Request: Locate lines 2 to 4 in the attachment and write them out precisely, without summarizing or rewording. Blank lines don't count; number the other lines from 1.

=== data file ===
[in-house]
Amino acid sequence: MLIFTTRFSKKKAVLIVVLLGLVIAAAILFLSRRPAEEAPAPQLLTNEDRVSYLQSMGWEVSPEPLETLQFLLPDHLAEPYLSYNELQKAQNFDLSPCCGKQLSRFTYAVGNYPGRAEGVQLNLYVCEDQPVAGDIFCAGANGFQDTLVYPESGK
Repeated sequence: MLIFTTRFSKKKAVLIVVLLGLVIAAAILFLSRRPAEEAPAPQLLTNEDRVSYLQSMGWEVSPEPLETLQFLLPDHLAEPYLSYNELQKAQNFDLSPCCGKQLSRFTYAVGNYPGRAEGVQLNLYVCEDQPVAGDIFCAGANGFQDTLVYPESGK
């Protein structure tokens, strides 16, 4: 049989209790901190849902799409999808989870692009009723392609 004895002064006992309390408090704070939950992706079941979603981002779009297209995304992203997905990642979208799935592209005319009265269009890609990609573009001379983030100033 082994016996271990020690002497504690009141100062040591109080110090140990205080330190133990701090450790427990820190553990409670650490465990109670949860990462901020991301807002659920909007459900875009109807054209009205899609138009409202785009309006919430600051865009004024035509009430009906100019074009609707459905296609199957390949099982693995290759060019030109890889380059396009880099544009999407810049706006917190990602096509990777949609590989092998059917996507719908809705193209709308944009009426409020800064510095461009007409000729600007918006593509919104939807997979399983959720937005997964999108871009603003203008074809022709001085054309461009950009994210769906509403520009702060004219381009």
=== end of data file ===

Amino acid sequence: MLIFTTRFSKKKAVLIVVLLGLVIAAAILFLSRRPAEEAPAPQLLTNEDRVSYLQSMGWEVSPEPLETLQFLLPDHLAEPYLSYNELQKAQNFDLSPCCGKQLSRFTYAVGNYPGRAEGVQLNLYVCEDQPVAGDIFCAGANGFQDTLVYPESGK
Repeated sequence: MLIFTTRFSKKKAVLIVVLLGLVIAAAILFLSRRPAEEAPAPQLLTNEDRVSYLQSMGWEVSPEPLETLQFLLPDHLAEPYLSYNELQKAQNFDLSPCCGKQLSRFTYAVGNYPGRAEGVQLNLYVCEDQPVAGDIFCAGANGFQDTLVYPESGK
């Protein structure tokens, strides 16, 4: 049989209790901190849902799409999808989870692009009723392609 004895002064006992309390408090704070939950992706079941979603981002779009297209995304992203997905990642979208799935592209005319009265269009890609990609573009001379983030100033 082994016996271990020690002497504690009141100062040591109080110090140990205080330190133990701090450790427990820190553990409670650490465990109670949860990462901020991301807002659920909007459900875009109807054209009205899609138009409202785009309006919430600051865009004024035509009430009906100019074009609707459905296609199957390949099982693995290759060019030109890889380059396009880099544009999407810049706006917190990602096509990777949609590989092998059917996507719908809705193209709308944009009426409020800064510095461009007409000729600007918006593509919104939807997979399983959720937005997964999108871009603003203008074809022709001085054309461009950009994210769906509403520009702060004219381009």